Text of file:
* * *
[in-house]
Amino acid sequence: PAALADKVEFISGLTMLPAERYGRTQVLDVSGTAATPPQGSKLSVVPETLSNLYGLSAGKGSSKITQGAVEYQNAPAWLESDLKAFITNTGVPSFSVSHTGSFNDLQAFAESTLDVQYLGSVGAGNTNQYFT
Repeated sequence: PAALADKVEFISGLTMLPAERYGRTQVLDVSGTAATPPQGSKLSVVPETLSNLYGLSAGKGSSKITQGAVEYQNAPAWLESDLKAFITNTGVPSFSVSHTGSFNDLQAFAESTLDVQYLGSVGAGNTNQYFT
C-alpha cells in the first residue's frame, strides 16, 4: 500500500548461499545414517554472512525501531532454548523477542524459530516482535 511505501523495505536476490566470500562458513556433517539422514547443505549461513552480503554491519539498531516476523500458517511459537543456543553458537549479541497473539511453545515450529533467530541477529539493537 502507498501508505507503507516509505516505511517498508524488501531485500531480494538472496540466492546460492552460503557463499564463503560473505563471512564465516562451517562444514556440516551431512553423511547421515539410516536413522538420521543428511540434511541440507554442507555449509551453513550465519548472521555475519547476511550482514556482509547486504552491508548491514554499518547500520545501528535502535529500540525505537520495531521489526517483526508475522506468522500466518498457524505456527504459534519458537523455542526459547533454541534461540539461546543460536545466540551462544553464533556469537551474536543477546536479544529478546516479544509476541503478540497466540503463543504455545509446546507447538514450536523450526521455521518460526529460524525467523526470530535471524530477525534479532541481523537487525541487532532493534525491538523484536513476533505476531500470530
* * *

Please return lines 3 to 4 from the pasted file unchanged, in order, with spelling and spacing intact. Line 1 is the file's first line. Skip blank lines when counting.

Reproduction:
Repeated sequence: PAALADKVEFISGLTMLPAERYGRTQVLDVSGTAATPPQGSKLSVVPETLSNLYGLSAGKGSSKITQGAVEYQNAPAWLESDLKAFITNTGVPSFSVSHTGSFNDLQAFAESTLDVQYLGSVGAGNTNQYFT
C-alpha cells in the first residue's frame, strides 16, 4: 500500500548461499545414517554472512525501531532454548523477542524459530516482535 511505501523495505536476490566470500562458513556433517539422514547443505549461513552480503554491519539498531516476523500458517511459537543456543553458537549479541497473539511453545515450529533467530541477529539493537 502507498501508505507503507516509505516505511517498508524488501531485500531480494538472496540466492546460492552460503557463499564463503560473505563471512564465516562451517562444514556440516551431512553423511547421515539410516536413522538420521543428511540434511541440507554442507555449509551453513550465519548472521555475519547476511550482514556482509547486504552491508548491514554499518547500520545501528535502535529500540525505537520495531521489526517483526508475522506468522500466518498457524505456527504459534519458537523455542526459547533454541534461540539461546543460536545466540551462544553464533556469537551474536543477546536479544529478546516479544509476541503478540497466540503463543504455545509446546507447538514450536523450526521455521518460526529460524525467523526470530535471524530477525534479532541481523537487525541487532532493534525491538523484536513476533505476531500470530